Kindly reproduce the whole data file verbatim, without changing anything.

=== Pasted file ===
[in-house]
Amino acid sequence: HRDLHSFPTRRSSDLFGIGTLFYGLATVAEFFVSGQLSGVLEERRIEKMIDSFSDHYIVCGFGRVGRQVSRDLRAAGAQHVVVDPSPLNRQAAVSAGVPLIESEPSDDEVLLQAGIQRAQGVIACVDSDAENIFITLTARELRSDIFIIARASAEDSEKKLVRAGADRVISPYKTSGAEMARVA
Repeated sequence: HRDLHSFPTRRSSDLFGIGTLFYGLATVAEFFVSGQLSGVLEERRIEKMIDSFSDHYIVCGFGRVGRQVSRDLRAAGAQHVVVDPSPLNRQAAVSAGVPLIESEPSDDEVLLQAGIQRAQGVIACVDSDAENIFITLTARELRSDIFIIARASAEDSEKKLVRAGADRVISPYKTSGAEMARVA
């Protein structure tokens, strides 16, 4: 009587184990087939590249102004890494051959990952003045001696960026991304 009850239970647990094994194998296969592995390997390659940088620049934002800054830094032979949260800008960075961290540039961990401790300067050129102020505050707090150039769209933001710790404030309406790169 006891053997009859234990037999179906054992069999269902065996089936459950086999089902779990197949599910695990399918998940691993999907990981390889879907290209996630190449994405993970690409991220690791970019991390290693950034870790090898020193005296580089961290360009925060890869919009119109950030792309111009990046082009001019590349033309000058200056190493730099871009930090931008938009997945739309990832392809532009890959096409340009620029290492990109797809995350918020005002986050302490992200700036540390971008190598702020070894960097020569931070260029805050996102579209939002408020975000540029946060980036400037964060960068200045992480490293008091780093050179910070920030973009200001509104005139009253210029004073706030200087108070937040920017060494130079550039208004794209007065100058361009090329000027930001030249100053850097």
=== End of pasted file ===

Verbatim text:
[in-house]
Amino acid sequence: HRDLHSFPTRRSSDLFGIGTLFYGLATVAEFFVSGQLSGVLEERRIEKMIDSFSDHYIVCGFGRVGRQVSRDLRAAGAQHVVVDPSPLNRQAAVSAGVPLIESEPSDDEVLLQAGIQRAQGVIACVDSDAENIFITLTARELRSDIFIIARASAEDSEKKLVRAGADRVISPYKTSGAEMARVA
Repeated sequence: HRDLHSFPTRRSSDLFGIGTLFYGLATVAEFFVSGQLSGVLEERRIEKMIDSFSDHYIVCGFGRVGRQVSRDLRAAGAQHVVVDPSPLNRQAAVSAGVPLIESEPSDDEVLLQAGIQRAQGVIACVDSDAENIFITLTARELRSDIFIIARASAEDSEKKLVRAGADRVISPYKTSGAEMARVA
């Protein structure tokens, strides 16, 4: 009587184990087939590249102004890494051959990952003045001696960026991304 009850239970647990094994194998296969592995390997390659940088620049934002800054830094032979949260800008960075961290540039961990401790300067050129102020505050707090150039769209933001710790404030309406790169 006891053997009859234990037999179906054992069999269902065996089936459950086999089902779990197949599910695990399918998940691993999907990981390889879907290209996630190449994405993970690409991220690791970019991390290693950034870790090898020193005296580089961290360009925060890869919009119109950030792309111009990046082009001019590349033309000058200056190493730099871009930090931008938009997945739309990832392809532009890959096409340009620029290492990109797809995350918020005002986050302490992200700036540390971008190598702020070894960097020569931070260029805050996102579209939002408020975000540029946060980036400037964060960068200045992480490293008091780093050179910070920030973009200001509104005139009253210029004073706030200087108070937040920017060494130079550039208004794209007065100058361009090329000027930001030249100053850097």